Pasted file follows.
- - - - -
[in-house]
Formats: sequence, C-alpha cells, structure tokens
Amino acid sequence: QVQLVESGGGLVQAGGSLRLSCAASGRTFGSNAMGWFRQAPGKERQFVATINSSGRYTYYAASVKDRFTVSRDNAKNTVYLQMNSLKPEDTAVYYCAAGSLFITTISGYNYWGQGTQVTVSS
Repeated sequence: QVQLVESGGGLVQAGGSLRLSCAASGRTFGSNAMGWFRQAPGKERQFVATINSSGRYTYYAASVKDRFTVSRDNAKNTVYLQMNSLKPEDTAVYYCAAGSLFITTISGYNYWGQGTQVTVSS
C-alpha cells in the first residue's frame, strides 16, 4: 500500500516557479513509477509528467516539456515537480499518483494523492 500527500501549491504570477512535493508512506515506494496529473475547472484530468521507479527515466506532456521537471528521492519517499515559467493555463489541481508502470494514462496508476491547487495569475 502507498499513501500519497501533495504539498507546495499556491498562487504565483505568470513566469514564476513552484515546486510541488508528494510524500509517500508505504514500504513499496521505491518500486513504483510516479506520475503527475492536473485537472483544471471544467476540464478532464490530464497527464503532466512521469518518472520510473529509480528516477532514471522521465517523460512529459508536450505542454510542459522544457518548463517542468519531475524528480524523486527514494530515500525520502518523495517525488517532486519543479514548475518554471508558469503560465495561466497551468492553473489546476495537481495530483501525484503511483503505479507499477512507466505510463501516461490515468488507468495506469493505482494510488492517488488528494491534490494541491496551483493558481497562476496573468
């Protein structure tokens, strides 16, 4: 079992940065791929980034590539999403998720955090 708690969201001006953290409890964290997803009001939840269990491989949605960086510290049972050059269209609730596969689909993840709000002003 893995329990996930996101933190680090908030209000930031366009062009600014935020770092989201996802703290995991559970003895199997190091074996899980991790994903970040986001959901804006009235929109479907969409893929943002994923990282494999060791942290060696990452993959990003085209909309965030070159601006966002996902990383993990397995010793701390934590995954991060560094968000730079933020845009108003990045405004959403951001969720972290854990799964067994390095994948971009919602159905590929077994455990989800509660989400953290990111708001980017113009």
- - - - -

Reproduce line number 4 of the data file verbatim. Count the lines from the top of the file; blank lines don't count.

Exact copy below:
Repeated sequence: QVQLVESGGGLVQAGGSLRLSCAASGRTFGSNAMGWFRQAPGKERQFVATINSSGRYTYYAASVKDRFTVSRDNAKNTVYLQMNSLKPEDTAVYYCAAGSLFITTISGYNYWGQGTQVTVSS